“And now we’re in the middle of trying to roll out the vaccine and we know that misinformation is having an adverse impact on vaccination.

“Things like the vaccine will change your DNA. No, it won’t. The idea that the vaccine is associated with infertility. No, it’s not,” Caulfield said Monday in a phone interview.

“There is just an incredible amount of misinformation out there about COVID. I’ve been studying misinformation for decades. I’ve never seen anything like this.”


Click to play video 'Coronavirus: Hinshaw touts safety of both COVID-19 vaccines'



1:45
Coronavirus: Hinshaw touts safety of both COVID-19 vaccines


Coronavirus: Hinshaw touts safety of both COVID-19 vaccines

He said the campaign was already trending on Twitter on Monday, the day of its launch.

Read more:
Cabbage, cavemen and miracle cures: how fast-moving COVID-19 science can confuse the public

Story continues below advertisement

Caulfield is known for taking Gwyneth Paltrow’s wellness brand Goop to task in his book Is Gwyneth Paltrow Wrong about Everything? and a Netflix series A User’s Guide to Cheating Death.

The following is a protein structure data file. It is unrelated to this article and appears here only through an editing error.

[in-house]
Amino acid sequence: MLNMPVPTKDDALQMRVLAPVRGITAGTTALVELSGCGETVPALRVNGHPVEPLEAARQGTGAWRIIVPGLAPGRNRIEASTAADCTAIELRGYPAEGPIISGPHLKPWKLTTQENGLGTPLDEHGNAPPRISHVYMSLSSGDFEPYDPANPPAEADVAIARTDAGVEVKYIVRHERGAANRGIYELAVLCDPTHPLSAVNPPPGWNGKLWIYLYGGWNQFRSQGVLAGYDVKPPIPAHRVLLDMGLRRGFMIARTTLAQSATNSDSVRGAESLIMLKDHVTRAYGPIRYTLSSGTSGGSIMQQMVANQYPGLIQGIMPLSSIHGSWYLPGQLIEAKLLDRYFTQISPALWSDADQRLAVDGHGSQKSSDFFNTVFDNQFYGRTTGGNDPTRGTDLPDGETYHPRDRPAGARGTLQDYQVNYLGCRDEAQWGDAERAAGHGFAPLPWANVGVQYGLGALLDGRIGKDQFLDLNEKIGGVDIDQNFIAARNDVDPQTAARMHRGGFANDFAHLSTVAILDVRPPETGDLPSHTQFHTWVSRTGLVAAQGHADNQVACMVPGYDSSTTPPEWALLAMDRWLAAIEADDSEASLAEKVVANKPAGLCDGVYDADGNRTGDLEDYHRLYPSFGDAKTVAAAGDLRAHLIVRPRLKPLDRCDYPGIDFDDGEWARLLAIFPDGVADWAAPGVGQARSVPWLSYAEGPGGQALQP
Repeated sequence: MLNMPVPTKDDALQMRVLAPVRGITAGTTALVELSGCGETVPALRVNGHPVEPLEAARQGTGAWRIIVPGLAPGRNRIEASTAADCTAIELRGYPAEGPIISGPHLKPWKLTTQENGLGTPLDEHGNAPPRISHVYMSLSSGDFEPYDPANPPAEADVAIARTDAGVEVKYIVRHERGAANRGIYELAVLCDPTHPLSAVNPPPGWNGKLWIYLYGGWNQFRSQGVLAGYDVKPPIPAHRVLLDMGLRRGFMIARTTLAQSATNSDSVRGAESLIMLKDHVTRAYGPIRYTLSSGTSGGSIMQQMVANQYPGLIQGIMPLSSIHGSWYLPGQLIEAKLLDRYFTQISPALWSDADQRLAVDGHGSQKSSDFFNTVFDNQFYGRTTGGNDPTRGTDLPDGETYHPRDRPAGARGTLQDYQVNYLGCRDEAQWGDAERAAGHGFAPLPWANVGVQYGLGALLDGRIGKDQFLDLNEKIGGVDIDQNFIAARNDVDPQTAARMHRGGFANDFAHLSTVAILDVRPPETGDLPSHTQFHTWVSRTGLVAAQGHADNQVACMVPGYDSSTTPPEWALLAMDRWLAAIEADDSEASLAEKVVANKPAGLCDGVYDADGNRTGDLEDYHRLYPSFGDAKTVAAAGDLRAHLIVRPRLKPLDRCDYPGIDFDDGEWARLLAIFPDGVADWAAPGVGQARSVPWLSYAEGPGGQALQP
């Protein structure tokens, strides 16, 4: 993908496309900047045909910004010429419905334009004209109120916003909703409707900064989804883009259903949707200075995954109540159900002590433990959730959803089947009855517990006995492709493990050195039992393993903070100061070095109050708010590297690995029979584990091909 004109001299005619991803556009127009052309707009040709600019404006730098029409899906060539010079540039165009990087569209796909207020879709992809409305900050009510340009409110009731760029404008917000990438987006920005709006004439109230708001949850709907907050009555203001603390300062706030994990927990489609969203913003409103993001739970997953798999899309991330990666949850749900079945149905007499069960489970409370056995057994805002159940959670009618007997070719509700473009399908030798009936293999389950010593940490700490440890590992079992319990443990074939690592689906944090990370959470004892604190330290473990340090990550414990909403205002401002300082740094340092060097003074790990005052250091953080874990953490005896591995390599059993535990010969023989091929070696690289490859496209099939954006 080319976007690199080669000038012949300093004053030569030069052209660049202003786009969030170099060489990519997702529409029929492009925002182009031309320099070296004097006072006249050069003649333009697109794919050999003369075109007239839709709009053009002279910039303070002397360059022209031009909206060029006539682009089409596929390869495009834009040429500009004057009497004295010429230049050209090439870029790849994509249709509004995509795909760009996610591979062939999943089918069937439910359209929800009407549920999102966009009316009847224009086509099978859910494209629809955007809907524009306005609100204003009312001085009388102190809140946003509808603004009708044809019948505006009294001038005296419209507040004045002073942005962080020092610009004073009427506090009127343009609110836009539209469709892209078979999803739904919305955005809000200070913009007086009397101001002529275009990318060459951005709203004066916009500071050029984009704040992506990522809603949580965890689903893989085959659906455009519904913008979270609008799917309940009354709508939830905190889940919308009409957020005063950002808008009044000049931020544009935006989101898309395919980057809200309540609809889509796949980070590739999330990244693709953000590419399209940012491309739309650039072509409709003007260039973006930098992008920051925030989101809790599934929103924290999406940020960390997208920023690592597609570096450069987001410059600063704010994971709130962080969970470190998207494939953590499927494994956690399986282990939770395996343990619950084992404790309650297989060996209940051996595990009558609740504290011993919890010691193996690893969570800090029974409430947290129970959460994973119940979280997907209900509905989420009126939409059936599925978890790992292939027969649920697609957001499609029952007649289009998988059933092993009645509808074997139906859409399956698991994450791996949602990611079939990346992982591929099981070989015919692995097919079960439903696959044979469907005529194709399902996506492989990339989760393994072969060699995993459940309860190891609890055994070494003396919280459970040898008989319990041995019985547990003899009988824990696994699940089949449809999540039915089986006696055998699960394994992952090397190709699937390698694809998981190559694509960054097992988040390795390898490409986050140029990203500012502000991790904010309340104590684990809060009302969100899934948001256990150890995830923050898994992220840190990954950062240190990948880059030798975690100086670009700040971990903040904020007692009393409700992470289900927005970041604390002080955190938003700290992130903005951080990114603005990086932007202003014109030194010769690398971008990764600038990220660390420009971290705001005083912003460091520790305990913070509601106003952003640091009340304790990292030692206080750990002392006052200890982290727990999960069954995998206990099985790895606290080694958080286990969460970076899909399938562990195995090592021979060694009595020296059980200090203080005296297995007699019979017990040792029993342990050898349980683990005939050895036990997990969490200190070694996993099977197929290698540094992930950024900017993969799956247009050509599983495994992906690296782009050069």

[ Sign up for our Health IQ newsletter for the latest coronavirus updates ]

The initiative is in collaboration with the Canadian Association of Science Centres, COVID-19 Resources Canada, and the Health Law Institute at the University of Alberta.


Click to play video 'Tim Caulfield Targets Gwyneth Paltrow’s Goop'



3:38
Tim Caulfield Targets Gwyneth Paltrow’s Goop


Tim Caulfield Targets Gwyneth Paltrow’s Goop – Sep 6, 2017

“There’s been research that has shown that the spread of misinformation is having an adverse impact on health and science policy, it’s led to increased stigma and discrimination, and it’s just added to the chaotic information environment that we all have to deal with,” Caufield said.

“The evidence tells us that debunking does work if you do it well, so we’re trying to do it well. We’re trying to listen. We’re trying to be empathetic in our approach. We’re trying to be creative in our messaging and, hopefully, even if we move the needle a little bit, we can make a difference.”

Story continues below advertisement

A spokesperson for #ScienceUpFirst says the campaign is pushing to involve Canadian athletes and celebrities to get the word out about tackling misinformation.

© 2021 The Canadian Press